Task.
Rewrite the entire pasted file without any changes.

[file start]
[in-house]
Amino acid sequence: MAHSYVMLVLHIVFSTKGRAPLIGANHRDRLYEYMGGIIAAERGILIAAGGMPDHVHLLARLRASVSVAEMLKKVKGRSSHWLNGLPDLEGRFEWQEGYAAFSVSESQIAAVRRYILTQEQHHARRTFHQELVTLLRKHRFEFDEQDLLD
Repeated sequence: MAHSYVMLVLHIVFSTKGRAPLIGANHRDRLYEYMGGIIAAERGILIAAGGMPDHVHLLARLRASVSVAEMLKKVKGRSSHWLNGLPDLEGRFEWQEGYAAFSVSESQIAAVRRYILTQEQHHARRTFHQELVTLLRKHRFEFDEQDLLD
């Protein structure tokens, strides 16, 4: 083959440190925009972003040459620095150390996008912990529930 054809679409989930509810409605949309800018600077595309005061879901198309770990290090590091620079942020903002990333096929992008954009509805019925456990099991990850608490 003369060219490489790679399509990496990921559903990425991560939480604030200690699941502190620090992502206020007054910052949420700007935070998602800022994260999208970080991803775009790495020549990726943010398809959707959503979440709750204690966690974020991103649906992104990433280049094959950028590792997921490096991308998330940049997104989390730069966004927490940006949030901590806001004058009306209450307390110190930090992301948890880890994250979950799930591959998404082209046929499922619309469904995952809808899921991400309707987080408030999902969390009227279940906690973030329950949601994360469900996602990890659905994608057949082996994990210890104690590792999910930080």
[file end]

[in-house]
Amino acid sequence: MAHSYVMLVLHIVFSTKGRAPLIGANHRDRLYEYMGGIIAAERGILIAAGGMPDHVHLLARLRASVSVAEMLKKVKGRSSHWLNGLPDLEGRFEWQEGYAAFSVSESQIAAVRRYILTQEQHHARRTFHQELVTLLRKHRFEFDEQDLLD
Repeated sequence: MAHSYVMLVLHIVFSTKGRAPLIGANHRDRLYEYMGGIIAAERGILIAAGGMPDHVHLLARLRASVSVAEMLKKVKGRSSHWLNGLPDLEGRFEWQEGYAAFSVSESQIAAVRRYILTQEQHHARRTFHQELVTLLRKHRFEFDEQDLLD
């Protein structure tokens, strides 16, 4: 083959440190925009972003040459620095150390996008912990529930 054809679409989930509810409605949309800018600077595309005061879901198309770990290090590091620079942020903002990333096929992008954009509805019925456990099991990850608490 003369060219490489790679399509990496990921559903990425991560939480604030200690699941502190620090992502206020007054910052949420700007935070998602800022994260999208970080991803775009790495020549990726943010398809959707959503979440709750204690966690974020991103649906992104990433280049094959950028590792997921490096991308998330940049997104989390730069966004927490940006949030901590806001004058009306209450307390110190930090992301948890880890994250979950799930591959998404082209046929499922619309469904995952809808899921991400309707987080408030999902969390009227279940906690973030329950949601994360469900996602990890659905994608057949082996994990210890104690590792999910930080």